What is it like to play MMORPGs if you’re deaf? Just ask Stars of the Spiral’s Kelsey, who talks of her condition and why captioning is so important for the hard-of-hearing community.
“Twitch is the best example,” she writes. “It is such a popular program that is used by hundreds, possibly thousands of streamers. I love the way it includes players and make gaming fun except it’s not automatically captioned. Deaf people miss out on so much with this particular program. Same goes for Youtube Gaming. Anything that streams live cannot be captioned. The technology is not yet there for that.”
In addition to this interesting perspective, join us for a tour through other captivating posts from the MMO blogosphere, including a tour through an EverQuest II guild hall, a guide to relaxing at endgame, problems with World of Warcraft’s transmog, and more!
When does a game go from fun to obligation? Xenophics wrote a gut-wrenching confession about how raiding in World of Warcraft became his “office,” just another job for which he wasn’t being paid.
“That’s how it goes: little by little the fun progress you had turns into farm that is uninteresting at first (who doesn’t want to kill Hellfire Assault for 52 times?!) and in the end you feel like you’d rather be doing something else than playing World of Warcraft. At this point the people who stay and raid either find the fun from playing with the awesome online friends they have, or they just suck it up and start going to the office.”
We have plenty of thought-provoking blog posts for you after the break, including the importance of community, adoration of SWTOR’s Vette, and how Guild Wars 2 eases the transition into endgame.
What became an overnight global phenomenon certainly prompted the MMO blogosphere to talk about their experiences and opinions with Pokémon GO!
To Game for Life calls it a “juggernaut,” In An Age says it’s a “perfect storm in motion,” while The Ancient Gaming Noob deems it “a moment of change for Nintendo.” Bloggers recalled their adventures, such as traipsing across Nature Island, ending up on marathon walks through hot weather, investigating unknown parks, prowling around after dark, and getting unnerved by proximity to strangers.
For the six of you out there who are Pikachu-free and happy to keep it that way, we’ve got a lovely assortment of non-Pokémon GO MMO articles and discussions for you after the break!
Star Wars: The Old Republic’s new Dark vs. Light event has everyone talking, including MMO bloggers. The consensus seems to be wavering between bewilderment and anger over the structure of BioWare’s summer initiative.
Xam Xam labeled it a “content rehash extravaganza,” saying, “This event punishes long term players who have completed the majority (if not all) of the content required for this event with their existing characters. Making the event consist of doing old content, adding rewards to it, then forcing players to make new characters to do it all again, is absurd.”
Ravalation agrees that this event fails in several ways. “It does not introduce any new gameplay into the game,” she writes. “Instead it focuses on getting players to replay old content, keeping them satisfied with digital treats. […] The event’s way of wrapping up old content as new content is just a little too obvious.”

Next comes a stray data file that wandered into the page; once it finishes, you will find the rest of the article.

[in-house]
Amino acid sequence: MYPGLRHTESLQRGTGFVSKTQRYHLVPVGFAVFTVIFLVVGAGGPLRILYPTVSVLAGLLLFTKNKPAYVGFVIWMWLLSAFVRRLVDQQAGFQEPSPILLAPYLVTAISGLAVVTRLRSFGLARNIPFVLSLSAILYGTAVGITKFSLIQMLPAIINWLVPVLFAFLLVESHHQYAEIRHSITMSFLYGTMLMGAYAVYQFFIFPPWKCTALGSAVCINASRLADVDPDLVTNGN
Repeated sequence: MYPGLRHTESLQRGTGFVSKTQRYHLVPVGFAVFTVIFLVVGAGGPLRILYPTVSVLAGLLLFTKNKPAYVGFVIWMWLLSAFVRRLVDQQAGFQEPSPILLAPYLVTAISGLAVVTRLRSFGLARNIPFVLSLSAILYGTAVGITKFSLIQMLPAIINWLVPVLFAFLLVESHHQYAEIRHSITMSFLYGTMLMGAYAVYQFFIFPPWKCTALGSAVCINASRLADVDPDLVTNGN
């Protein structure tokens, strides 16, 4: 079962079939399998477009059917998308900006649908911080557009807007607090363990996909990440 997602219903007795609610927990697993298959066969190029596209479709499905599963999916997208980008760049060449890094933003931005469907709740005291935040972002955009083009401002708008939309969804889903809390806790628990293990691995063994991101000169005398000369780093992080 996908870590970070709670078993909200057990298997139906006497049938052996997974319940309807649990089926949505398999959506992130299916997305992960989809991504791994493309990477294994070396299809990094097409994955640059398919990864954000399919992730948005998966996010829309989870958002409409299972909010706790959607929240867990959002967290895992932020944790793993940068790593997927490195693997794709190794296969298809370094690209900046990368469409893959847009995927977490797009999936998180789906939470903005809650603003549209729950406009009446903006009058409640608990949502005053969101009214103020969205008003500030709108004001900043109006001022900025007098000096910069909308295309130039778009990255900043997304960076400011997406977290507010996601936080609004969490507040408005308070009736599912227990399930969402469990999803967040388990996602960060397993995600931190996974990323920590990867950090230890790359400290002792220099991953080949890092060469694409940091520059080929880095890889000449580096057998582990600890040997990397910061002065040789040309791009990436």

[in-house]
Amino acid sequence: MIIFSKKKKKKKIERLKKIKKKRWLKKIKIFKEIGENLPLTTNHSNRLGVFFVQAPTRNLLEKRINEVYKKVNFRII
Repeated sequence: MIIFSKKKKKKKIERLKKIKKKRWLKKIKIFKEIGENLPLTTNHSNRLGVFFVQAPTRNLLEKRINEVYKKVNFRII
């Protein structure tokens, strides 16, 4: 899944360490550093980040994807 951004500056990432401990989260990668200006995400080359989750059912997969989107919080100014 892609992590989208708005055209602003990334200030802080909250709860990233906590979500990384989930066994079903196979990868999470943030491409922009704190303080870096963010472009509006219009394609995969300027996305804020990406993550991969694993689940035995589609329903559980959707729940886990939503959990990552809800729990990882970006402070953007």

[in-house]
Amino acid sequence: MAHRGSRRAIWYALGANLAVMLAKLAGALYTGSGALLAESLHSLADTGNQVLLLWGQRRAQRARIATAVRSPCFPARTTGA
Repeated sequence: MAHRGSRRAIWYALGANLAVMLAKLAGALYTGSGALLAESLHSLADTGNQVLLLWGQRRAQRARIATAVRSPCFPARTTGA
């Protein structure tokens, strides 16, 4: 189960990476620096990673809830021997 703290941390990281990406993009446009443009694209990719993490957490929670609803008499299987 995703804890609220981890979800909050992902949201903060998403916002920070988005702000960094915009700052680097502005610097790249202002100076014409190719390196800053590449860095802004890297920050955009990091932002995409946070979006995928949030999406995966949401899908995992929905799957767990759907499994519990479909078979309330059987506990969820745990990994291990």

Read on for more thought-provoking articles from the MMO blogosphere, including a look at The Secret World’s player museum, hate for online cities, and more!
Landmark’s launch hasn’t gone unnoticed by the MMO blogging community. Several players have decided to use the game’s official release as an opportunity to check it out again (or for the first time) and render a verdict of thumbs up… or thumbs down.
So what do they think? MMOBro says that Landmark is not too shabby, commenting, “What I found was not the empty afterthought I expected, but a surprisingly charming and enjoyable little game.” Superior Realities thinks that his visit might be a short-lived one: “I don’t think it’s a game that’s going to keep me engaged for a super long time, but I am going to try to keep my claim up and running for as long as I can.” And The Ancient Gaming Noob noted that Landmark’s launch seemed to fizzle out quickly on the charts.
We’ve got plenty more thought-provoking articles on deck for you here today, including plenty of talk about Elder Scrolls Online’s new approach, the features for a perfect MMO, and more!
Everyone has mobs that they particularly enjoy offing in MMORPGs — sometimes so much so that we go out of our way to get in that extra kill. Maybe the mob offends us in some way, we love the death animation (sadists!), or we imagine our character has a personal vendetta against those creatures.
Blogger Murf lists the top five MMO mobs that he never tires of killing, and you might not expect his top choice: skeletons. “EverQuest took Ultima Online’s skeletons and raised the stakes,” he wrote. “In particular, their skeletons were remembered for their distinct laugh and ‘bone breaking’ death noise. Often the laugh would be a precursor to a huge newbie aggro chain where your choices were die there or run and die somewhere else.”
Read on for this week’s tour of thought-provoking blog posts, including articles on the Warcraft movie, the satisfaction of being a healer, Guild Wars 2’s content drought, and more!
When it comes to the subject of raiding, one might get the impression that there are only two factions involved: those who are hardcore raiders and those who couldn’t care less about raiding. Yet that would overlook those who have latched on to casual raiding for fun and profit.
Neri at Mama Needs Mana is one such player, and in a recent article she makes a case for why casual raiding is important in MMORPGs: “Casual raids can provide guilds a great opportunity to introduce new blood into the group without throwing off the synergy of the progression group if they’re a bad egg. They can serve as the perfect training for players completely new to raiding, while also providing veteran players an opportunity to gain both experience and gear on an alternative character.”